APH Blog: How GoodMaps is Revolutionizing Accessible Independent Travel
From TomTom and Garmin to built-in apps on every smartphone, people have been using turn by turn navigation for outdoor travel for almost two decades, but what happens when you step inside the office building, store, or airport? For people who are blind or visually impaired, the maps, monitors, and hanging signage provide no additional information on the correct direction to go. The concept of accessible indoor navigation, while well discussed in the disability community, is still in its infancy when it comes to implementation. GoodMaps is working to change that.
What is GoodMaps?
For several years we at APH worked to develop the beacon-based navigation app, Nearby Explorer, which allowed users to not only navigate outdoor spaces but indoor public spaces within the same mobile app. The more work we put into the program, the more it was evident that we needed to find an easier to implement, more accurate indoor positioning option to make public spaces universally accessible. In comes GoodMaps. Born as a spin-off of the work APH started, GoodMaps started in early 2019 with a mission to further the cause of accessible navigation building on the work of Nearby Explorer with some game-changing innovations.
The first major change made by GoodMaps was to move away from the less accurate, more expensive, and burdensome hardware infrastructure that had been limiting the viability of indoor navigation for decades. Now powered by LiDAR-based mapping, GoodMaps creates maps by using mobile LiDAR scanners, which quickly produce digital representations of the space. By utilizing LiDAR and image recognition, fast and accurate maps are created at a fraction of the effort of traditional indoor hardware approaches. Camera-based positioning (CPS) provides potential accuracy as good as three feet, a vast improvement over the 10-50 foot distances of beacon technology. This was just the first of the team’s goals.
The GoodMaps Advantage promises; more accurate navigation, more simple implementation with little to no upkeep, to be more usable by providing free and intuitive apps for users, and more secure for the venues who can control levels of information access.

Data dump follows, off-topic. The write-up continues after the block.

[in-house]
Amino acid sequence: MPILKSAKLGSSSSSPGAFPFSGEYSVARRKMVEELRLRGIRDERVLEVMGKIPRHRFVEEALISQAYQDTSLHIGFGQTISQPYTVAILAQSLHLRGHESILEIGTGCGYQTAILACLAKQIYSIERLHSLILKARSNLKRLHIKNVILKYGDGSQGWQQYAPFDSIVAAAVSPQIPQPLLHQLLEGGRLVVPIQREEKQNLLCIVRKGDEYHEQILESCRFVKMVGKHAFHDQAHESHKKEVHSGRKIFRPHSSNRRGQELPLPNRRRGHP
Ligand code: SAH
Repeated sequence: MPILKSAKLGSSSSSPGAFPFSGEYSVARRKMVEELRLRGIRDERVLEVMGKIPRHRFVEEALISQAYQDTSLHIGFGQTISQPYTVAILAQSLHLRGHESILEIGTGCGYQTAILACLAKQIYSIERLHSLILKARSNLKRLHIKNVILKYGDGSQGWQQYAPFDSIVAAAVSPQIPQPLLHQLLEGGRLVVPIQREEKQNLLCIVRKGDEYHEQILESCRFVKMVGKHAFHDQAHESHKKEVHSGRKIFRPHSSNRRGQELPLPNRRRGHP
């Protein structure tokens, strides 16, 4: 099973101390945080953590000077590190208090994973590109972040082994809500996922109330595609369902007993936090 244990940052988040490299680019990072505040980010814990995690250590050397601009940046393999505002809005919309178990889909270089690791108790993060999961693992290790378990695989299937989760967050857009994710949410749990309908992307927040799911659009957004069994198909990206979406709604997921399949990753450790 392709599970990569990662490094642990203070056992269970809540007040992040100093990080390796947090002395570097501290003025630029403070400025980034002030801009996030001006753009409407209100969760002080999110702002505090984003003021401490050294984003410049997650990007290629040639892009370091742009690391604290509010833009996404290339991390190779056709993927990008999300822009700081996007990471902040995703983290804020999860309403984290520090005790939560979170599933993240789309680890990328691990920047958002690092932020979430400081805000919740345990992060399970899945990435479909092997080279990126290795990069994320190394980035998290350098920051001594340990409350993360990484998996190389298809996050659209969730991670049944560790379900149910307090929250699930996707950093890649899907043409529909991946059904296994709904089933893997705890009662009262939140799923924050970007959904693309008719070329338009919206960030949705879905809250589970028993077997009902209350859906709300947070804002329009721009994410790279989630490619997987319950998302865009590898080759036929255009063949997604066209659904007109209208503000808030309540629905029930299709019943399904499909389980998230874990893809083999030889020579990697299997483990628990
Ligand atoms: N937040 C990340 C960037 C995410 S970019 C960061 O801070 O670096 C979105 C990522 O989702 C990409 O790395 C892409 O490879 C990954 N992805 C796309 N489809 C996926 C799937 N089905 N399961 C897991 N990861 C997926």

Partnership with APH Huntington
APH Huntington, a new program in Huntington, WV, provides access technology and self-advocacy trainings to people in the community who are blind or visually impaired. One initiative of the program, the APH Huntington Indoor Navigation Initiative, is brought to the Huntington community in partnership with GoodMaps. Since September 2020 GoodMaps has mapped:
Cabell-Wayne Association for the Blind
Cabell County Public Library
Phil Cline Center of the Huntington YMCA
Brad D. Smith Business Incubator
More to come in 2021!
GoodMaps Explore for Android Users
Previously only available on iOS devices, you can now access the GoodMaps app, GoodMaps Explore on Android devices by downloading it from the Google Play Store. Learn more about their recent update and hear from users about what they love about navigating the world with GoodMaps on the site.
Looking Forward to 2021: An Exciting Year to Come
Stay tuned for all the exciting new announcements to come in the new year. From presentations and conferences to launching a new Smart City, GoodMaps has a lot of exciting announcements that we just can’t tell you about yet.
Intel, GoodMaps Collaborate On Mapping Software Project To Make Indoor Navigation More Accessible
Mar. 1, 2022